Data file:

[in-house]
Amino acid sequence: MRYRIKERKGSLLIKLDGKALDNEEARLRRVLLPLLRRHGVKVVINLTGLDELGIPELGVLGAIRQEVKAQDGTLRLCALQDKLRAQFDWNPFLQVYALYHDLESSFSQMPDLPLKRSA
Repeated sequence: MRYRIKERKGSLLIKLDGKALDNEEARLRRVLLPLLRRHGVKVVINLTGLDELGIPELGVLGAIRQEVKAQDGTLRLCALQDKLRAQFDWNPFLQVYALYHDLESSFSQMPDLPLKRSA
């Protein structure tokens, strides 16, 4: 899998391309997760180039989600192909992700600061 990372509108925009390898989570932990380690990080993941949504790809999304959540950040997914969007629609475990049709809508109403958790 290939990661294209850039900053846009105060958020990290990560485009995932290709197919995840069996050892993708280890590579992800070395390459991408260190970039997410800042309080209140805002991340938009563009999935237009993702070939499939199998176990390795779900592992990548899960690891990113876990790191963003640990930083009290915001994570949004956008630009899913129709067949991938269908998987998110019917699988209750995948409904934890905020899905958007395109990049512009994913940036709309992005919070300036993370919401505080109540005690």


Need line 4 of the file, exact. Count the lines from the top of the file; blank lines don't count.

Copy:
């Protein structure tokens, strides 16, 4: 899998391309997760180039989600192909992700600061 990372509108925009390898989570932990380690990080993941949504790809999304959540950040997914969007629609475990049709809508109403958790 290939990661294209850039900053846009105060958020990290990560485009995932290709197919995840069996050892993708280890590579992800070395390459991408260190970039997410800042309080209140805002991340938009563009999935237009993702070939499939199998176990390795779900592992990548899960690891990113876990790191963003640990930083009290915001994570949004956008630009899913129709067949991938269908998987998110019917699988209750995948409904934890905020899905958007395109990049512009994913940036709309992005919070300036993370919401505080109540005690």